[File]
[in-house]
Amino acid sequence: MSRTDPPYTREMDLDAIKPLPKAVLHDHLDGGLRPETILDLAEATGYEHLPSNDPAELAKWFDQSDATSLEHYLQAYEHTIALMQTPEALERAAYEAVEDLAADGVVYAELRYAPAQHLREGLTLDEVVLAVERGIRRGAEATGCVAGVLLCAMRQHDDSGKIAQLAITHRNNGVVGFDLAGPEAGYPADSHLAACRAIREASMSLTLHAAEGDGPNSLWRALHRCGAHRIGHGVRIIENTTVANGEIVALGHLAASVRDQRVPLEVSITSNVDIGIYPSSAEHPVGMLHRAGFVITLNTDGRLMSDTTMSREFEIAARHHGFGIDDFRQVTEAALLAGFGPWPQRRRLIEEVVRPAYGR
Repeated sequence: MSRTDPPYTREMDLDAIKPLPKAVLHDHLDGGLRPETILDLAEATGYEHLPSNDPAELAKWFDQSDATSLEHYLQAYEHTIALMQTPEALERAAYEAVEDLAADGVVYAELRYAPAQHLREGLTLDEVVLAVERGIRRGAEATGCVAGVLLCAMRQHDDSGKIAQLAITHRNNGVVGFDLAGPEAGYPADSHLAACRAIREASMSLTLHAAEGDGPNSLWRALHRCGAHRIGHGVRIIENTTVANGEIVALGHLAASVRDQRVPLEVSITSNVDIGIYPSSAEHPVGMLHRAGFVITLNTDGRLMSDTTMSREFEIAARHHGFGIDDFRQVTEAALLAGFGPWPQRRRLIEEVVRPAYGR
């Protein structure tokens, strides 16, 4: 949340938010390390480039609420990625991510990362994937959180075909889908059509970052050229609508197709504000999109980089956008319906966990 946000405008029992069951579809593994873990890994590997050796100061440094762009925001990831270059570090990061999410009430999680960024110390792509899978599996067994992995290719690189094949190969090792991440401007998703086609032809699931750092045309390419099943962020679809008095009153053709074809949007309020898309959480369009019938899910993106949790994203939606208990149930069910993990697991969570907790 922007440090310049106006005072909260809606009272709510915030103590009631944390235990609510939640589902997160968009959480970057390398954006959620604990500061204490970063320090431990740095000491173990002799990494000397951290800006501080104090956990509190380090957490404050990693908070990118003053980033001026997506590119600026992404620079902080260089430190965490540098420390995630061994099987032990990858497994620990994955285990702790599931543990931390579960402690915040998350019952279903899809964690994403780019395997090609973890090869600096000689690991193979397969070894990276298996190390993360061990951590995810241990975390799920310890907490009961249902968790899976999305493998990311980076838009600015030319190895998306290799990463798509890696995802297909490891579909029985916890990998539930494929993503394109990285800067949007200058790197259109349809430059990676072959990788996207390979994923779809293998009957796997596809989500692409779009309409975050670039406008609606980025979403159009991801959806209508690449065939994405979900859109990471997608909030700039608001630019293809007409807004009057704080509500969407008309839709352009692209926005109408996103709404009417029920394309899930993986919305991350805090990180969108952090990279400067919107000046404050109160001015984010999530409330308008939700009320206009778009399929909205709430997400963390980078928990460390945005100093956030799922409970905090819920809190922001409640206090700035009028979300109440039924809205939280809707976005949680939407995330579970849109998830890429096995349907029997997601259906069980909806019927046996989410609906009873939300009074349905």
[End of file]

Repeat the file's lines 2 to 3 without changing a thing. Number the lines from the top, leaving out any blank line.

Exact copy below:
Amino acid sequence: MSRTDPPYTREMDLDAIKPLPKAVLHDHLDGGLRPETILDLAEATGYEHLPSNDPAELAKWFDQSDATSLEHYLQAYEHTIALMQTPEALERAAYEAVEDLAADGVVYAELRYAPAQHLREGLTLDEVVLAVERGIRRGAEATGCVAGVLLCAMRQHDDSGKIAQLAITHRNNGVVGFDLAGPEAGYPADSHLAACRAIREASMSLTLHAAEGDGPNSLWRALHRCGAHRIGHGVRIIENTTVANGEIVALGHLAASVRDQRVPLEVSITSNVDIGIYPSSAEHPVGMLHRAGFVITLNTDGRLMSDTTMSREFEIAARHHGFGIDDFRQVTEAALLAGFGPWPQRRRLIEEVVRPAYGR
Repeated sequence: MSRTDPPYTREMDLDAIKPLPKAVLHDHLDGGLRPETILDLAEATGYEHLPSNDPAELAKWFDQSDATSLEHYLQAYEHTIALMQTPEALERAAYEAVEDLAADGVVYAELRYAPAQHLREGLTLDEVVLAVERGIRRGAEATGCVAGVLLCAMRQHDDSGKIAQLAITHRNNGVVGFDLAGPEAGYPADSHLAACRAIREASMSLTLHAAEGDGPNSLWRALHRCGAHRIGHGVRIIENTTVANGEIVALGHLAASVRDQRVPLEVSITSNVDIGIYPSSAEHPVGMLHRAGFVITLNTDGRLMSDTTMSREFEIAARHHGFGIDDFRQVTEAALLAGFGPWPQRRRLIEEVVRPAYGR